I have so many positive friend moments that play through my mind… Becs coming with me to hold may hand through the scan that discovered Audrey wanted to get out, the tearful hushed conversation with my brother as I explained why we had struggled to confirm her name, the dreaded tearful phone calls to Claire and Mary the morning after she was born, which were met with declarations of instant love. Unconditional love. Katie and Claire standing with me when the doctor confirmed Audrey’s heart was fine and the tears flowed again… I’ll stop there as I can’t name check everyone and I don’t want anyone to feel left out!
The unconditional love is the key. No one was planning to love her only if she was cute. Or only if she could walk at 12 months. Or grow up to be a genius.
They love Audrey because she is a little piece of us, their friends. Oh and she’s awesome.
Here’s a little dig through the archives for Audrey pictures with friends and family…
Audrey first heard music (outside of the womb) in the arms of her daddy whilst mummy took a shower. We were in the room on the baby unit, where we had to spend the night and see how we got on with Audrey. A sort of transitional home from home, with nurses checking her over and weighing her (oh that obsession with her weight! So glad it’s over). We would not be allowed home unless she gained weight!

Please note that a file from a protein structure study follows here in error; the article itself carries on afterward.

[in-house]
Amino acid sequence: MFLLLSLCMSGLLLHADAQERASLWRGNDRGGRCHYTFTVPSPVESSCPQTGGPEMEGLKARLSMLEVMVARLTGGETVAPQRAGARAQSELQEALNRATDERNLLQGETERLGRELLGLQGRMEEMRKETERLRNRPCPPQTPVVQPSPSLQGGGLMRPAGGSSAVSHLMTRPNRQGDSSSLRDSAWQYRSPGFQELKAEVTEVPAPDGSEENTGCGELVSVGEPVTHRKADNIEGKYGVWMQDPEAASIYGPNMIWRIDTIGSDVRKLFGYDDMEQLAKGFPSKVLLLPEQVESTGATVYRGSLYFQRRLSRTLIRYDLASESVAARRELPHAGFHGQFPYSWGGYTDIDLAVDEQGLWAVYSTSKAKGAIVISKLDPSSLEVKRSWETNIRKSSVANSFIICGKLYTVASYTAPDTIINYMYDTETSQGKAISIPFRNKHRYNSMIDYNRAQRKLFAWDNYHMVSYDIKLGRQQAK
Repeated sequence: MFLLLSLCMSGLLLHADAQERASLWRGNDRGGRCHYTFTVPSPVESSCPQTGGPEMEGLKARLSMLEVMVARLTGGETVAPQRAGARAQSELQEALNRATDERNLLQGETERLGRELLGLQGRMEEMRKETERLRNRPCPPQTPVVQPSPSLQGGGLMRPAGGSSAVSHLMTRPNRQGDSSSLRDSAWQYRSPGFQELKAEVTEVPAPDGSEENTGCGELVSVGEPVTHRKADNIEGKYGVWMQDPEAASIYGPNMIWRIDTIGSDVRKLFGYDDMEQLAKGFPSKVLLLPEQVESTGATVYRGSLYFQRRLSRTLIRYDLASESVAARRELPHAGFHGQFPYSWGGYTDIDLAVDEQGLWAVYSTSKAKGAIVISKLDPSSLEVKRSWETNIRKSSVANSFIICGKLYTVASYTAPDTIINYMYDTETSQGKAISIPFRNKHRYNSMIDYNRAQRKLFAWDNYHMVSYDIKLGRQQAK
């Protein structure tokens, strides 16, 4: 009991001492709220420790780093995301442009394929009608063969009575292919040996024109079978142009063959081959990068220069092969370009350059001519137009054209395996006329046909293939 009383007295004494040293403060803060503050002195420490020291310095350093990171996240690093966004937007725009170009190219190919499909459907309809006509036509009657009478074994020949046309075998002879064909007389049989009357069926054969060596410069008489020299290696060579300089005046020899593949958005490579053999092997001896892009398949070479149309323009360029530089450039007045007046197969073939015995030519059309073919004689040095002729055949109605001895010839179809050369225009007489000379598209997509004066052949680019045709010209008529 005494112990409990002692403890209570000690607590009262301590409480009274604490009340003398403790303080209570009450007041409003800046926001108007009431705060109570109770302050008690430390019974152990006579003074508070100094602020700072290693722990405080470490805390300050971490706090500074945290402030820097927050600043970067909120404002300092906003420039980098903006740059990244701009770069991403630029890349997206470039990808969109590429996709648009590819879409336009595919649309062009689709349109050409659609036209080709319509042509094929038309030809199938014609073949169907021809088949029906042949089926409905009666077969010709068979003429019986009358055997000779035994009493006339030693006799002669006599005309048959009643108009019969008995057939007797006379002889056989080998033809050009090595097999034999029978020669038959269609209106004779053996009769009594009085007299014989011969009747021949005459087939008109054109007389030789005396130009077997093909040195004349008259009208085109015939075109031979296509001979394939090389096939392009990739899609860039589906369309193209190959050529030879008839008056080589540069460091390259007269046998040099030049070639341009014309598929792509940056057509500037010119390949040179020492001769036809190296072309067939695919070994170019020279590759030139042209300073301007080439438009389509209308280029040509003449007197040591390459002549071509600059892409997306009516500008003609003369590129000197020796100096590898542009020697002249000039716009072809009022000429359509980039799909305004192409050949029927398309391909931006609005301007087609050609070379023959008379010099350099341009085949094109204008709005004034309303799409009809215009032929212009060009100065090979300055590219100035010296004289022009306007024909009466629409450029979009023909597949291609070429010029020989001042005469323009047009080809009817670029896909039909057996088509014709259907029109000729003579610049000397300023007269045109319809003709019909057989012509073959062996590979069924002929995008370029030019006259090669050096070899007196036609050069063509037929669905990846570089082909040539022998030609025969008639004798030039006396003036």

I entered the bedroom to be greeted by The Supremes singing “Baby Love”, Ted cradling Audrey in tears. She was 3 weeks old and looked like a music fan already. It was a bit of a turning point as she was no longer on the ward and seemed more like “ours”, plus a reaction to music made her that more… normal. I know that might sound ridiculous, but when your head is full of “difficulties” and “special needs”, it makes you think things won’t ever be “normal” and you worry what sort of interaction you might get from your little one. Of course I know now that those worries were pointless, but every little moment like this one served to teach me that.